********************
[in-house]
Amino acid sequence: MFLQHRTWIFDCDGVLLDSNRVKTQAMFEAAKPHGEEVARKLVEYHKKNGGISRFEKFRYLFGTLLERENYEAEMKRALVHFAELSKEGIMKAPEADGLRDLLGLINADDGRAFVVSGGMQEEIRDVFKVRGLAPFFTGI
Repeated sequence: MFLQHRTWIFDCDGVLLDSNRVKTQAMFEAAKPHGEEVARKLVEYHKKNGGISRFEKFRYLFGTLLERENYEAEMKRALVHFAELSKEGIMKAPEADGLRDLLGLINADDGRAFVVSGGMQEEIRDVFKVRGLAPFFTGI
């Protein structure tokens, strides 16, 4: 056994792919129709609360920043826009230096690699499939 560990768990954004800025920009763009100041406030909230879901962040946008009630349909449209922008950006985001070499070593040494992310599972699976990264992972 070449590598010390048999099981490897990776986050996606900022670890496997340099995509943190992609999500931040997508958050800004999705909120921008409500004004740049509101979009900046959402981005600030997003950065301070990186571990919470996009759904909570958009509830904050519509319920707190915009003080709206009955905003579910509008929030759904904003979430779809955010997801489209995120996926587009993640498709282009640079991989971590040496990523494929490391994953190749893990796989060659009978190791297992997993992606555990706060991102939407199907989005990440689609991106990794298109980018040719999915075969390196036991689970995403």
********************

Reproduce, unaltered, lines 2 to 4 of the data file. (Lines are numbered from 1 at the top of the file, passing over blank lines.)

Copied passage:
Amino acid sequence: MFLQHRTWIFDCDGVLLDSNRVKTQAMFEAAKPHGEEVARKLVEYHKKNGGISRFEKFRYLFGTLLERENYEAEMKRALVHFAELSKEGIMKAPEADGLRDLLGLINADDGRAFVVSGGMQEEIRDVFKVRGLAPFFTGI
Repeated sequence: MFLQHRTWIFDCDGVLLDSNRVKTQAMFEAAKPHGEEVARKLVEYHKKNGGISRFEKFRYLFGTLLERENYEAEMKRALVHFAELSKEGIMKAPEADGLRDLLGLINADDGRAFVVSGGMQEEIRDVFKVRGLAPFFTGI
């Protein structure tokens, strides 16, 4: 056994792919129709609360920043826009230096690699499939 560990768990954004800025920009763009100041406030909230879901962040946008009630349909449209922008950006985001070499070593040494992310599972699976990264992972 070449590598010390048999099981490897990776986050996606900022670890496997340099995509943190992609999500931040997508958050800004999705909120921008409500004004740049509101979009900046959402981005600030997003950065301070990186571990919470996009759904909570958009509830904050519509319920707190915009003080709206009955905003579910509008929030759904904003979430779809955010997801489209995120996926587009993640498709282009640079991989971590040496990523494929490391994953190749893990796989060659009978190791297992997993992606555990706060991102939407199907989005990440689609991106990794298109980018040719999915075969390196036991689970995403």